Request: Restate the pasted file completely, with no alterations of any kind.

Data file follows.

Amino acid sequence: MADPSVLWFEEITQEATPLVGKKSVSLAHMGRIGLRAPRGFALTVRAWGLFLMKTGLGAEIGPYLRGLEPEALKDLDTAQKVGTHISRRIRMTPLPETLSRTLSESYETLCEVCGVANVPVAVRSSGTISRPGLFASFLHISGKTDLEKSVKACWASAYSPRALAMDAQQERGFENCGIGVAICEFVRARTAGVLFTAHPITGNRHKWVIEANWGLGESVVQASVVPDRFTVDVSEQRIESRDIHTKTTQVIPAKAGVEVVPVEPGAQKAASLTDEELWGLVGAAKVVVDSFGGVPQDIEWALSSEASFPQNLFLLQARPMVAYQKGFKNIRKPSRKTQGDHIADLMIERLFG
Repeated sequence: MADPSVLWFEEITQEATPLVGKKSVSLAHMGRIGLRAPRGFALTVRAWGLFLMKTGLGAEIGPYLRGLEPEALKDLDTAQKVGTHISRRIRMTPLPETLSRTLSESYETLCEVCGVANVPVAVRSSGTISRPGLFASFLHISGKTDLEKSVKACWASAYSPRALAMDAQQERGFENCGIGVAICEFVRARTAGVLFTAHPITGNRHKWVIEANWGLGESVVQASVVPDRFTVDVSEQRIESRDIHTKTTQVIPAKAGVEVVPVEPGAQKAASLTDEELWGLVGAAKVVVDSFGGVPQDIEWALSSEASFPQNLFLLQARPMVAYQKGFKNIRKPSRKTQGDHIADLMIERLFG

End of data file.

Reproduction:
Amino acid sequence: MADPSVLWFEEITQEATPLVGKKSVSLAHMGRIGLRAPRGFALTVRAWGLFLMKTGLGAEIGPYLRGLEPEALKDLDTAQKVGTHISRRIRMTPLPETLSRTLSESYETLCEVCGVANVPVAVRSSGTISRPGLFASFLHISGKTDLEKSVKACWASAYSPRALAMDAQQERGFENCGIGVAICEFVRARTAGVLFTAHPITGNRHKWVIEANWGLGESVVQASVVPDRFTVDVSEQRIESRDIHTKTTQVIPAKAGVEVVPVEPGAQKAASLTDEELWGLVGAAKVVVDSFGGVPQDIEWALSSEASFPQNLFLLQARPMVAYQKGFKNIRKPSRKTQGDHIADLMIERLFG
Repeated sequence: MADPSVLWFEEITQEATPLVGKKSVSLAHMGRIGLRAPRGFALTVRAWGLFLMKTGLGAEIGPYLRGLEPEALKDLDTAQKVGTHISRRIRMTPLPETLSRTLSESYETLCEVCGVANVPVAVRSSGTISRPGLFASFLHISGKTDLEKSVKACWASAYSPRALAMDAQQERGFENCGIGVAICEFVRARTAGVLFTAHPITGNRHKWVIEANWGLGESVVQASVVPDRFTVDVSEQRIESRDIHTKTTQVIPAKAGVEVVPVEPGAQKAASLTDEELWGLVGAAKVVVDSFGGVPQDIEWALSSEASFPQNLFLLQARPMVAYQKGFKNIRKPSRKTQGDHIADLMIERLFG